Be careful when comparing sample photos showing sensor noise because scene composition has a lot to do with apparent sensor performance, if there is extreme contrast and the important areas are all brightly illuminated then apparent sensor performance will appear better than when using the same camera and lens with a scene where much of the important scene components are in the "gray" area between being brightly illuminated and so dark as to nearly disappear in the scene, those mid-level illumination areas are where noise issues that are difficult to remove in processing without significant loss of detail appear.
One of the big issues you will notice with noise is that it strongly impacts your ability to crop without very noticeable loss of image quality, when you can keep ISO below 400 you can crop severely and still retain good detail and image quality but at the higher end of the ISO range even using the full sensor area for the final image won't look so great and if you try a severe crop it will look truly terrible. When shooting sports, my EF 300 f2.8 lens is far easier to manage (lighter weight and less critical framing) compared to my EF 400 f2.8 but that 33% difference in focal length is significant when cropping in low light fast action scenarios.
Most cameras developed and marketed in the last few years have pretty decent noise performance because sensor design has advanced so rapidly. An EOS 1D Mark II was my first serious digital camera, I bought it in 2005. It topped out at ISO 3,200 but anything above 800 was really not good. My EOS 1DX III has a top ISO of 819,200 which isn't usable but I don't hesitate to shoot sports at ISO 12,800 with it and have gone higher when necessary.
Canon has an excellent AF system for their better DSLR bodies including the 90D, I don't think you will be at all disappointed with its performance. AF always occurs with the lens wide open regardless of the actual image capture setting so wider aperture lenses provide better AF performance, in low light it means the AF will achieve lock more quickly with less hunting and searching.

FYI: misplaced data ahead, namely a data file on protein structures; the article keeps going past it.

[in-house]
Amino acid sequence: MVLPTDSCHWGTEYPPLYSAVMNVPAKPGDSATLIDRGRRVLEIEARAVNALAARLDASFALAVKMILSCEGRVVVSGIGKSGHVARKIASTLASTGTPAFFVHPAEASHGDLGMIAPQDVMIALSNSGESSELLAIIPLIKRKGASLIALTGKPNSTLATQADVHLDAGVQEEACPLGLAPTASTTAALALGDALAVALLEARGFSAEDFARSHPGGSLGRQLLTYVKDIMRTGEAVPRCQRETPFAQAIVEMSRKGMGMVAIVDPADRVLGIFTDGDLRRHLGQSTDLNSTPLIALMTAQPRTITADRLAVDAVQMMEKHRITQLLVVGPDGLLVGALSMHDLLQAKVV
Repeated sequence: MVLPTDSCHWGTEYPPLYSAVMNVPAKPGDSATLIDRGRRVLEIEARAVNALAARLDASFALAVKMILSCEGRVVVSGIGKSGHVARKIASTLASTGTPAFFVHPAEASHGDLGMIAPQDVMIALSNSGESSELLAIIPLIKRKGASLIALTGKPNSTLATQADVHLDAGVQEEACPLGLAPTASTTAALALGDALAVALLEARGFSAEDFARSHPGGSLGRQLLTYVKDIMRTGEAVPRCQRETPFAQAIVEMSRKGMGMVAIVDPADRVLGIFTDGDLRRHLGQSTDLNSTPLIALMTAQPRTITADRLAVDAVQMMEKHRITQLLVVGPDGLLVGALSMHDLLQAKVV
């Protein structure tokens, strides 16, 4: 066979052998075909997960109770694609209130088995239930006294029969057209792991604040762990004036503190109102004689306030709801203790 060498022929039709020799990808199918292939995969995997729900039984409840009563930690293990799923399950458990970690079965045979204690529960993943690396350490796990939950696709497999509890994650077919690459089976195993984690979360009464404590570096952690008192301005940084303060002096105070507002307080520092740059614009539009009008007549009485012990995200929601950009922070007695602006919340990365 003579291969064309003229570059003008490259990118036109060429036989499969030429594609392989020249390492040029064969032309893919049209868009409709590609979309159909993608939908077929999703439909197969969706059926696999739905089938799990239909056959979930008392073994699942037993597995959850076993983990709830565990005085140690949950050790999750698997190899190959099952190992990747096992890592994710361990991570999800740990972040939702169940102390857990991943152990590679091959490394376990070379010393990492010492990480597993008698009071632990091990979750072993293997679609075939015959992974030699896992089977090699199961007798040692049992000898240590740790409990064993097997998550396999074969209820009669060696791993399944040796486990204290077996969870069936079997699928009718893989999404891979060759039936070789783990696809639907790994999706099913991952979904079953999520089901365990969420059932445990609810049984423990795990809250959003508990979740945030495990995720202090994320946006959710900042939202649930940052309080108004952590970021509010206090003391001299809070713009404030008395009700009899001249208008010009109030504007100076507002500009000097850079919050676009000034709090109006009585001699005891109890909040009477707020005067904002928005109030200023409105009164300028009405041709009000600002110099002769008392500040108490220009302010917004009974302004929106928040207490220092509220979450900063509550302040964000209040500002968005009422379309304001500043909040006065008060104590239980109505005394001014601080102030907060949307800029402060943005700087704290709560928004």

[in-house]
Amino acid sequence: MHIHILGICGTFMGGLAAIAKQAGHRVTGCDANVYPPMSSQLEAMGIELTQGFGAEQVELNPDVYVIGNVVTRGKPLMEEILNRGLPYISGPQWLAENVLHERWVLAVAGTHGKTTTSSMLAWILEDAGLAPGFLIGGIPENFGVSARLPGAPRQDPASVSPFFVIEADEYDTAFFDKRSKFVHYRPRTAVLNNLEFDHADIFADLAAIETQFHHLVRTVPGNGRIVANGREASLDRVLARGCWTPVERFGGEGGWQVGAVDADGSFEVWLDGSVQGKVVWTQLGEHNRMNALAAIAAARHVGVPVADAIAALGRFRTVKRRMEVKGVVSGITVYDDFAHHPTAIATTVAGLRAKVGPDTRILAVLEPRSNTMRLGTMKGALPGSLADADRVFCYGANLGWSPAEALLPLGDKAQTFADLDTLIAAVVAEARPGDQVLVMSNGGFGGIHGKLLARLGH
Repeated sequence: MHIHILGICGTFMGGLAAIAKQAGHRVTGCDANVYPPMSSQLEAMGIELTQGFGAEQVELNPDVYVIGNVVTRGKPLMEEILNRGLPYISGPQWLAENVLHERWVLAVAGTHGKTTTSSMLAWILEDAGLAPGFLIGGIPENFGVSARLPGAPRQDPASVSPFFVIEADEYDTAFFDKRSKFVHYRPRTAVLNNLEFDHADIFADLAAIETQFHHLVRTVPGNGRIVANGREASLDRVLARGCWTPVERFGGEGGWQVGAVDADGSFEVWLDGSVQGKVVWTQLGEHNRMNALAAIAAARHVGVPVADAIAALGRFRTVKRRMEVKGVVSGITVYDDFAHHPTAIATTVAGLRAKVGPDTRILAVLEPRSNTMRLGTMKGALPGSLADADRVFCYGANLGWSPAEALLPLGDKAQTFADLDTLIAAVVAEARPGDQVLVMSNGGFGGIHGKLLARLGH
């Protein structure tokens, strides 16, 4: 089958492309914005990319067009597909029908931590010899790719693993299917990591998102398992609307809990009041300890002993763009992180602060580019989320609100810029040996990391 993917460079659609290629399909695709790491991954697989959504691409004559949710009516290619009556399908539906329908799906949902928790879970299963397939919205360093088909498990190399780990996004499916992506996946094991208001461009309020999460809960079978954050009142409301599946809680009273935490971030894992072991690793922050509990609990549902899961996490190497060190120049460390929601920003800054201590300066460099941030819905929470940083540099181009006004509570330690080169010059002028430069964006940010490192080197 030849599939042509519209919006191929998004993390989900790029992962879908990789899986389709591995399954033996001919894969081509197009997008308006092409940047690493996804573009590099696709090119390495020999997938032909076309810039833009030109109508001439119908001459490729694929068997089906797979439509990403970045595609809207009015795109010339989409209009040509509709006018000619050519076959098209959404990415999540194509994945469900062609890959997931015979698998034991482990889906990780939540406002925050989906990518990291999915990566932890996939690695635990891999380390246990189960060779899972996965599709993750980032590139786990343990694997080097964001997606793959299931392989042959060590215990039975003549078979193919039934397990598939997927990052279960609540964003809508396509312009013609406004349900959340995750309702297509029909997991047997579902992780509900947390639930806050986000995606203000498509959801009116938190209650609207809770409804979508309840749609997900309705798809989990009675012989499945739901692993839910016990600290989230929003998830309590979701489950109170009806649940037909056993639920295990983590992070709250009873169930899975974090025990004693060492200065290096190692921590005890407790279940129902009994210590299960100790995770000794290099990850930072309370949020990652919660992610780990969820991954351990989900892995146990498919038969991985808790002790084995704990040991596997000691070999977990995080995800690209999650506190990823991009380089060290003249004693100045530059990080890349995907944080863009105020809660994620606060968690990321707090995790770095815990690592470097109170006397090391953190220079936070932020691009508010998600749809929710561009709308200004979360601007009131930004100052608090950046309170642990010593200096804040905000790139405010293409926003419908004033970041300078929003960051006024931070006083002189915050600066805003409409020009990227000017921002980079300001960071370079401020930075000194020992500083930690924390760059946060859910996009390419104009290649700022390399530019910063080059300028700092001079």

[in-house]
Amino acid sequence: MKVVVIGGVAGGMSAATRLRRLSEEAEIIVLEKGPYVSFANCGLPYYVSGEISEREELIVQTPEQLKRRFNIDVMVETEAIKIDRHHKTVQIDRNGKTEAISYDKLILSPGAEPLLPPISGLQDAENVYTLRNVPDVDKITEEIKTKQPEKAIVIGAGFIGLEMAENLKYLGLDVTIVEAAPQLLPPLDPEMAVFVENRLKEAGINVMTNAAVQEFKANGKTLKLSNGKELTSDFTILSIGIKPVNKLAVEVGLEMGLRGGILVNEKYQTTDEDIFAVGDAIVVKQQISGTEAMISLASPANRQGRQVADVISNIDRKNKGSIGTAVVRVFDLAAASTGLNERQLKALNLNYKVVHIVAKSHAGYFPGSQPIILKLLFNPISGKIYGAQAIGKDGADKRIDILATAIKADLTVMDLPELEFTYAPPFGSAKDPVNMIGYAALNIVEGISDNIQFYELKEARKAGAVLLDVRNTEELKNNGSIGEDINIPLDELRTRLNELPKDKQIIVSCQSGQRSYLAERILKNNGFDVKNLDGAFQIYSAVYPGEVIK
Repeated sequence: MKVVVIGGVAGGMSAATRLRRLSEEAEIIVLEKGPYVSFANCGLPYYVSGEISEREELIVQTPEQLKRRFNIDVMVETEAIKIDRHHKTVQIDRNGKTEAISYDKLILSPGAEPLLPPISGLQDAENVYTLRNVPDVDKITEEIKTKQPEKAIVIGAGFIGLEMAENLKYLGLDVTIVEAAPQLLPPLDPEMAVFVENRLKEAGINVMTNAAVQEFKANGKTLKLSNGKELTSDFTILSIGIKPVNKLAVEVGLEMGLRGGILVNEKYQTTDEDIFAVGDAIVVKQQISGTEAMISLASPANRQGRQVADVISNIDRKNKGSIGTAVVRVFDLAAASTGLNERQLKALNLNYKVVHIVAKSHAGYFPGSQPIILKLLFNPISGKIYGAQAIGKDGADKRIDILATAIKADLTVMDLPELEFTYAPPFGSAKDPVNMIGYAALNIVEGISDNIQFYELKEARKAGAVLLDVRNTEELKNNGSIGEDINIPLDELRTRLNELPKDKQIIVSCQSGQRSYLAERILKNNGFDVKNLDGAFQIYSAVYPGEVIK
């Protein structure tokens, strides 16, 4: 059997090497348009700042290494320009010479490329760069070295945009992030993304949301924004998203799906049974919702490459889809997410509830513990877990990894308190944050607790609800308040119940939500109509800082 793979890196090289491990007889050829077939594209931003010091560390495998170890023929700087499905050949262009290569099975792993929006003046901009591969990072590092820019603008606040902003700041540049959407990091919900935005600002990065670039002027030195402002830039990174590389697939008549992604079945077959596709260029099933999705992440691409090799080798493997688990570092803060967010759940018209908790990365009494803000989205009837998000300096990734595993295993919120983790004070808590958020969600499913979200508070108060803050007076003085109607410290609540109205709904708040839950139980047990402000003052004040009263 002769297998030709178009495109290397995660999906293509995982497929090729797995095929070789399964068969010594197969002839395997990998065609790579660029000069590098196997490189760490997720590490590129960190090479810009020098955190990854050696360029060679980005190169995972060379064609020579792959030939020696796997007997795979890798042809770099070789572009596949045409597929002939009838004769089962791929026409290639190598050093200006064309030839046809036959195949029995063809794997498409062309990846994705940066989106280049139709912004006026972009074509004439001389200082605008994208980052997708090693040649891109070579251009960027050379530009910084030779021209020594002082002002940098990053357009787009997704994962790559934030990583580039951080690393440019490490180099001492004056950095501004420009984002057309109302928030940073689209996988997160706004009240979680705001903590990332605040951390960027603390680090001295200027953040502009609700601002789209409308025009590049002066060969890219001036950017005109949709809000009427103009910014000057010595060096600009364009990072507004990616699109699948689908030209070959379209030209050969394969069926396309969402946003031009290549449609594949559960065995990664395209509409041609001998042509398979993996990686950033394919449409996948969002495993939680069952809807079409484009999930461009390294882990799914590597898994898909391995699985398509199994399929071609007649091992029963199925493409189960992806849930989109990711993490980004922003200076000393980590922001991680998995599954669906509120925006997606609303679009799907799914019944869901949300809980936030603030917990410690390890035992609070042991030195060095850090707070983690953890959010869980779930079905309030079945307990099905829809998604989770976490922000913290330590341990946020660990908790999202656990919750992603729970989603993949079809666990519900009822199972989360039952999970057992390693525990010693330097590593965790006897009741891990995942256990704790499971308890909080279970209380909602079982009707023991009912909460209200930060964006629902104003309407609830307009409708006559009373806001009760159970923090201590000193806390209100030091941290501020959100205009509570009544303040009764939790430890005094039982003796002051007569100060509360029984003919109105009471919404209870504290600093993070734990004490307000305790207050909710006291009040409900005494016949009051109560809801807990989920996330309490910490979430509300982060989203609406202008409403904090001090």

At some point I will buy a mirrorless body to play with, but Canon (nor anyone else) has a mirrorless body that does what I want. The AF of the Canon 1 series will capture focus more quickly than any of the mirrorless bodies when rapidly switching between two areas of interest which is a very common occurrence with sports, it is one of the advantages of having a dedicated separate AF sensor. I personally hate electronic viewfinders compared to the real time optical viewfinder which has zero lag or artifacts. And with the 1DX III, I get around 3,000 captures before the battery pack is below its half discharge point. Depending upon your usage, mirrorless may be the best choice but it isn't there yet for what I do while the mature DSLR system works extremely well for me. If I keep shooting long enough, I will transition to mirrorless when/if it overcomes some of the drawbacks that are important to me but at this point its limitations are not acceptable for my usage. But for your intended usage, a mirrorless could be the best choice. There is no single answer for everyone.
Be careful when seeing the marketing blurb for ISO range, just because a camera allows a very high ISO figure doesn't mean it is something you are likely to find usable. Sample photos below are my 1DX III at ISO 102,400 which might be usable in some situations and ISO 819,200 in which you can tell it is a cat but not much more 🙂 Really high ISO settings are a bragging right and not a terribly useful setting.